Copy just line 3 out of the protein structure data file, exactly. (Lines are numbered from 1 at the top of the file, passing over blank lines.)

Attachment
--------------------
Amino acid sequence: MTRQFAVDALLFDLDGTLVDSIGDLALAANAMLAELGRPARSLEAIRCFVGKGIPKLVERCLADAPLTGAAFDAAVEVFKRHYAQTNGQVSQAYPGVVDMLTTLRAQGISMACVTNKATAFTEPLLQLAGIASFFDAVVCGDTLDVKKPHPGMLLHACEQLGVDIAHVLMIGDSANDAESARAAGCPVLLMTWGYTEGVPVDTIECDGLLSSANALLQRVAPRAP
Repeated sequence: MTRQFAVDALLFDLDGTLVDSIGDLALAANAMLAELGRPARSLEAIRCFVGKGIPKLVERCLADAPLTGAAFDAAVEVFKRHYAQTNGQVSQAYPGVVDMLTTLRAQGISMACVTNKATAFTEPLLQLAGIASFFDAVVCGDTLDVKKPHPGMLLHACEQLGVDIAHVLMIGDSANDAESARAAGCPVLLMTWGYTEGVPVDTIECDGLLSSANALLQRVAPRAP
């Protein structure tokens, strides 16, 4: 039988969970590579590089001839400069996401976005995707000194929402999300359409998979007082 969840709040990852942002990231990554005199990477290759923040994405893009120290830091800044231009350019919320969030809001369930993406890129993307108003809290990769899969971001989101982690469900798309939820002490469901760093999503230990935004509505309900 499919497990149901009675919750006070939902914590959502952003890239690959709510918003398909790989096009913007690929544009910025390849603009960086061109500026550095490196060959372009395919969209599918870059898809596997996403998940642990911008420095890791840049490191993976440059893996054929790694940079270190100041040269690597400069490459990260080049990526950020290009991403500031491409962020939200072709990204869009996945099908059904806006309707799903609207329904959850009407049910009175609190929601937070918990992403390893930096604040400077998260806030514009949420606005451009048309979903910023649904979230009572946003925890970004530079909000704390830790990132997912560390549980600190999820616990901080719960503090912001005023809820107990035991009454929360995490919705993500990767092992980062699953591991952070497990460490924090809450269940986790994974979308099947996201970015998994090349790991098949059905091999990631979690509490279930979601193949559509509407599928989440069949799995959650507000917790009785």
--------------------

């Protein structure tokens, strides 16, 4: 039988969970590579590089001839400069996401976005995707000194929402999300359409998979007082 969840709040990852942002990231990554005199990477290759923040994405893009120290830091800044231009350019919320969030809001369930993406890129993307108003809290990769899969971001989101982690469900798309939820002490469901760093999503230990935004509505309900 499919497990149901009675919750006070939902914590959502952003890239690959709510918003398909790989096009913007690929544009910025390849603009960086061109500026550095490196060959372009395919969209599918870059898809596997996403998940642990911008420095890791840049490191993976440059893996054929790694940079270190100041040269690597400069490459990260080049990526950020290009991403500031491409962020939200072709990204869009996945099908059904806006309707799903609207329904959850009407049910009175609190929601937070918990992403390893930096604040400077998260806030514009949420606005451009048309979903910023649904979230009572946003925890970004530079909000704390830790990132997912560390549980600190999820616990901080719960503090912001005023809820107990035991009454929360995490919705993500990767092992980062699953591991952070497990460490924090809450269940986790994974979308099947996201970015998994090349790991098949059905091999990631979690509490279930979601193949559509509407599928989440069949799995959650507000917790009785």